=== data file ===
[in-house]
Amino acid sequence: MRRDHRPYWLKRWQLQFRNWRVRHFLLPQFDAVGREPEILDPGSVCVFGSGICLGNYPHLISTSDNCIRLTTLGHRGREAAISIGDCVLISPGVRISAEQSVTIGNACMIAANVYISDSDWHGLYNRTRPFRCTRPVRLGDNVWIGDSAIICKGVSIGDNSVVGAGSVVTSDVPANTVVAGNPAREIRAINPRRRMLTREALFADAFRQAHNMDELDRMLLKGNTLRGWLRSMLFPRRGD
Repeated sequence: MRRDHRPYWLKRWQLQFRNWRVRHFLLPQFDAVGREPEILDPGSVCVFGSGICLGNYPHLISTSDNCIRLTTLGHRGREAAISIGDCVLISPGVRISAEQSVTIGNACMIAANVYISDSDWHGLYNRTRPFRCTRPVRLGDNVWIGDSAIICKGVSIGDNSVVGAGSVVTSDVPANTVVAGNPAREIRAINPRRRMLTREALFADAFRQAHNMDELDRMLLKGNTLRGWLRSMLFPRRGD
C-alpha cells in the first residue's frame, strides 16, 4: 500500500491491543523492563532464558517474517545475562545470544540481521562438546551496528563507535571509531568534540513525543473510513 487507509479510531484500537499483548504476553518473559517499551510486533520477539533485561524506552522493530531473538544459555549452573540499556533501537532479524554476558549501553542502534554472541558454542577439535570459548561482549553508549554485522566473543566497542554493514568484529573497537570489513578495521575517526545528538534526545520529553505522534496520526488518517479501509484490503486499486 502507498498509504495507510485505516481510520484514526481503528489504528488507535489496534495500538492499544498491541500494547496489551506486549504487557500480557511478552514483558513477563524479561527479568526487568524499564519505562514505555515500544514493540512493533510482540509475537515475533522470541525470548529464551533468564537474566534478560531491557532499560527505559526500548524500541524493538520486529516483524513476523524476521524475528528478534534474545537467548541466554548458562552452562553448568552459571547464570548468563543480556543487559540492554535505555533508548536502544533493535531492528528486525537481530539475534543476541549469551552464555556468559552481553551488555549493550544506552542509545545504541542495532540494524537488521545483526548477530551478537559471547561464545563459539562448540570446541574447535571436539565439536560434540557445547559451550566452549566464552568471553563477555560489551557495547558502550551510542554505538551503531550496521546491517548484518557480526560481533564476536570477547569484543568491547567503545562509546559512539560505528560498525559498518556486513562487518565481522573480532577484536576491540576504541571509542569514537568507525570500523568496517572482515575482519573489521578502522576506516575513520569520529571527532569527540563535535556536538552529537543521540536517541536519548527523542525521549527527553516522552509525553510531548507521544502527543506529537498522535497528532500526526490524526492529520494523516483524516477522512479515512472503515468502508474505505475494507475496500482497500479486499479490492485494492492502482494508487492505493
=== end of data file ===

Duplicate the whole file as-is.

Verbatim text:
[in-house]
Amino acid sequence: MRRDHRPYWLKRWQLQFRNWRVRHFLLPQFDAVGREPEILDPGSVCVFGSGICLGNYPHLISTSDNCIRLTTLGHRGREAAISIGDCVLISPGVRISAEQSVTIGNACMIAANVYISDSDWHGLYNRTRPFRCTRPVRLGDNVWIGDSAIICKGVSIGDNSVVGAGSVVTSDVPANTVVAGNPAREIRAINPRRRMLTREALFADAFRQAHNMDELDRMLLKGNTLRGWLRSMLFPRRGD
Repeated sequence: MRRDHRPYWLKRWQLQFRNWRVRHFLLPQFDAVGREPEILDPGSVCVFGSGICLGNYPHLISTSDNCIRLTTLGHRGREAAISIGDCVLISPGVRISAEQSVTIGNACMIAANVYISDSDWHGLYNRTRPFRCTRPVRLGDNVWIGDSAIICKGVSIGDNSVVGAGSVVTSDVPANTVVAGNPAREIRAINPRRRMLTREALFADAFRQAHNMDELDRMLLKGNTLRGWLRSMLFPRRGD
C-alpha cells in the first residue's frame, strides 16, 4: 500500500491491543523492563532464558517474517545475562545470544540481521562438546551496528563507535571509531568534540513525543473510513 487507509479510531484500537499483548504476553518473559517499551510486533520477539533485561524506552522493530531473538544459555549452573540499556533501537532479524554476558549501553542502534554472541558454542577439535570459548561482549553508549554485522566473543566497542554493514568484529573497537570489513578495521575517526545528538534526545520529553505522534496520526488518517479501509484490503486499486 502507498498509504495507510485505516481510520484514526481503528489504528488507535489496534495500538492499544498491541500494547496489551506486549504487557500480557511478552514483558513477563524479561527479568526487568524499564519505562514505555515500544514493540512493533510482540509475537515475533522470541525470548529464551533468564537474566534478560531491557532499560527505559526500548524500541524493538520486529516483524513476523524476521524475528528478534534474545537467548541466554548458562552452562553448568552459571547464570548468563543480556543487559540492554535505555533508548536502544533493535531492528528486525537481530539475534543476541549469551552464555556468559552481553551488555549493550544506552542509545545504541542495532540494524537488521545483526548477530551478537559471547561464545563459539562448540570446541574447535571436539565439536560434540557445547559451550566452549566464552568471553563477555560489551557495547558502550551510542554505538551503531550496521546491517548484518557480526560481533564476536570477547569484543568491547567503545562509546559512539560505528560498525559498518556486513562487518565481522573480532577484536576491540576504541571509542569514537568507525570500523568496517572482515575482519573489521578502522576506516575513520569520529571527532569527540563535535556536538552529537543521540536517541536519548527523542525521549527527553516522552509525553510531548507521544502527543506529537498522535497528532500526526490524526492529520494523516483524516477522512479515512472503515468502508474505505475494507475496500482497500479486499479490492485494492492502482494508487492505493